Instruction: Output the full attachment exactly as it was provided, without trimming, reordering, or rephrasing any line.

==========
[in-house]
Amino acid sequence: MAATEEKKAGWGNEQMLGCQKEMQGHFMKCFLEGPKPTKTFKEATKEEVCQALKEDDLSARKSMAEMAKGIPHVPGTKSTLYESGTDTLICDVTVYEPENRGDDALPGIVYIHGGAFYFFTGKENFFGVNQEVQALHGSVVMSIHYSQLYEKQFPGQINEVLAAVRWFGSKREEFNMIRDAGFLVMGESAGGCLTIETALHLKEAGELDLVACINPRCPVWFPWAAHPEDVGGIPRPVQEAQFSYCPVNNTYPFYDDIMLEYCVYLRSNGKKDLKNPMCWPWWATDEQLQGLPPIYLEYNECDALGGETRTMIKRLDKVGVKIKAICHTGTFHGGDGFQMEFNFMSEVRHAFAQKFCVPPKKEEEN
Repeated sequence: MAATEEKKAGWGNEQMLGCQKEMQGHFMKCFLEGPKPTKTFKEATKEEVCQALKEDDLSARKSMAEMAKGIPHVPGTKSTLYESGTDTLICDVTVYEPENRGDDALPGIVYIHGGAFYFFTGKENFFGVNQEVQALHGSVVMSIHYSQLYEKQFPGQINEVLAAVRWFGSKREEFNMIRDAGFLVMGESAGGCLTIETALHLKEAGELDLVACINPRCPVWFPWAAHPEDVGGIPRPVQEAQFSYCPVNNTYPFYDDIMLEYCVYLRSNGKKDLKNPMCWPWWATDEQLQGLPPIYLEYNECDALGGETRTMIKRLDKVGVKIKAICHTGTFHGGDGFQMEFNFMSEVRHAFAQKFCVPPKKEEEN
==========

[in-house]
Amino acid sequence: MAATEEKKAGWGNEQMLGCQKEMQGHFMKCFLEGPKPTKTFKEATKEEVCQALKEDDLSARKSMAEMAKGIPHVPGTKSTLYESGTDTLICDVTVYEPENRGDDALPGIVYIHGGAFYFFTGKENFFGVNQEVQALHGSVVMSIHYSQLYEKQFPGQINEVLAAVRWFGSKREEFNMIRDAGFLVMGESAGGCLTIETALHLKEAGELDLVACINPRCPVWFPWAAHPEDVGGIPRPVQEAQFSYCPVNNTYPFYDDIMLEYCVYLRSNGKKDLKNPMCWPWWATDEQLQGLPPIYLEYNECDALGGETRTMIKRLDKVGVKIKAICHTGTFHGGDGFQMEFNFMSEVRHAFAQKFCVPPKKEEEN
Repeated sequence: MAATEEKKAGWGNEQMLGCQKEMQGHFMKCFLEGPKPTKTFKEATKEEVCQALKEDDLSARKSMAEMAKGIPHVPGTKSTLYESGTDTLICDVTVYEPENRGDDALPGIVYIHGGAFYFFTGKENFFGVNQEVQALHGSVVMSIHYSQLYEKQFPGQINEVLAAVRWFGSKREEFNMIRDAGFLVMGESAGGCLTIETALHLKEAGELDLVACINPRCPVWFPWAAHPEDVGGIPRPVQEAQFSYCPVNNTYPFYDDIMLEYCVYLRSNGKKDLKNPMCWPWWATDEQLQGLPPIYLEYNECDALGGETRTMIKRLDKVGVKIKAICHTGTFHGGDGFQMEFNFMSEVRHAFAQKFCVPPKKEEEN